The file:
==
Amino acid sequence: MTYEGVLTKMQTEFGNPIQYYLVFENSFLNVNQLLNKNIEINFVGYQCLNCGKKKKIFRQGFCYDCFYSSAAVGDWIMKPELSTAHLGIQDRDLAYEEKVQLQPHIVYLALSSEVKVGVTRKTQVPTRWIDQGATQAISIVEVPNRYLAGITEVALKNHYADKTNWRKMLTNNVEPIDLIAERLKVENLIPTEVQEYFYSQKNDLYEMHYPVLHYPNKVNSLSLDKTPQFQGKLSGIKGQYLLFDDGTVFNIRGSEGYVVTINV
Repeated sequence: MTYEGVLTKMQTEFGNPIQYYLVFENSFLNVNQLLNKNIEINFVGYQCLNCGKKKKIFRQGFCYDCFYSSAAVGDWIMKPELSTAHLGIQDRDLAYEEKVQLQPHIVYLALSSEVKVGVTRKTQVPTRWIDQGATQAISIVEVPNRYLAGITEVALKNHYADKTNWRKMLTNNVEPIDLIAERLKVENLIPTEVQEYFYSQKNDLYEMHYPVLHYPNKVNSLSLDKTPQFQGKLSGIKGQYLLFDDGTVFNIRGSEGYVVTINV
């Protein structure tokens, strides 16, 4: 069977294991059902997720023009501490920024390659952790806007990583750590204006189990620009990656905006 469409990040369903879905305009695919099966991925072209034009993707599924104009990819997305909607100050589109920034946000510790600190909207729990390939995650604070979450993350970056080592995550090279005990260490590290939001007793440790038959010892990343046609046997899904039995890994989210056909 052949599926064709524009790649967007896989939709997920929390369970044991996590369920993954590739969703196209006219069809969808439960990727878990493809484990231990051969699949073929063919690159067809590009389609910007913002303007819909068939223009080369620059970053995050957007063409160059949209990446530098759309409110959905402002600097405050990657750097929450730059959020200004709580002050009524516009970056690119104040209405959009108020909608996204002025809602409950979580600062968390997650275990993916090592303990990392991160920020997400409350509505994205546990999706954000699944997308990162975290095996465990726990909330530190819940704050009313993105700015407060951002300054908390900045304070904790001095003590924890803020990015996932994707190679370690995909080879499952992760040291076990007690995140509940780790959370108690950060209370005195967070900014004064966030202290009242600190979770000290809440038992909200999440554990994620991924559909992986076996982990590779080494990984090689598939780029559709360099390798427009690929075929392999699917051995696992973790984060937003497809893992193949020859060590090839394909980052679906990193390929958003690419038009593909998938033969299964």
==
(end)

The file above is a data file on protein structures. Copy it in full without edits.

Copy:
Amino acid sequence: MTYEGVLTKMQTEFGNPIQYYLVFENSFLNVNQLLNKNIEINFVGYQCLNCGKKKKIFRQGFCYDCFYSSAAVGDWIMKPELSTAHLGIQDRDLAYEEKVQLQPHIVYLALSSEVKVGVTRKTQVPTRWIDQGATQAISIVEVPNRYLAGITEVALKNHYADKTNWRKMLTNNVEPIDLIAERLKVENLIPTEVQEYFYSQKNDLYEMHYPVLHYPNKVNSLSLDKTPQFQGKLSGIKGQYLLFDDGTVFNIRGSEGYVVTINV
Repeated sequence: MTYEGVLTKMQTEFGNPIQYYLVFENSFLNVNQLLNKNIEINFVGYQCLNCGKKKKIFRQGFCYDCFYSSAAVGDWIMKPELSTAHLGIQDRDLAYEEKVQLQPHIVYLALSSEVKVGVTRKTQVPTRWIDQGATQAISIVEVPNRYLAGITEVALKNHYADKTNWRKMLTNNVEPIDLIAERLKVENLIPTEVQEYFYSQKNDLYEMHYPVLHYPNKVNSLSLDKTPQFQGKLSGIKGQYLLFDDGTVFNIRGSEGYVVTINV
């Protein structure tokens, strides 16, 4: 069977294991059902997720023009501490920024390659952790806007990583750590204006189990620009990656905006 469409990040369903879905305009695919099966991925072209034009993707599924104009990819997305909607100050589109920034946000510790600190909207729990390939995650604070979450993350970056080592995550090279005990260490590290939001007793440790038959010892990343046609046997899904039995890994989210056909 052949599926064709524009790649967007896989939709997920929390369970044991996590369920993954590739969703196209006219069809969808439960990727878990493809484990231990051969699949073929063919690159067809590009389609910007913002303007819909068939223009080369620059970053995050957007063409160059949209990446530098759309409110959905402002600097405050990657750097929450730059959020200004709580002050009524516009970056690119104040209405959009108020909608996204002025809602409950979580600062968390997650275990993916090592303990990392991160920020997400409350509505994205546990999706954000699944997308990162975290095996465990726990909330530190819940704050009313993105700015407060951002300054908390900045304070904790001095003590924890803020990015996932994707190679370690995909080879499952992760040291076990007690995140509940780790959370108690950060209370005195967070900014004064966030202290009242600190979770000290809440038992909200999440554990994620991924559909992986076996982990590779080494990984090689598939780029559709360099390798427009690929075929392999699917051995696992973790984060937003497809893992193949020859060590090839394909980052679906990193390929958003690419038009593909998938033969299964």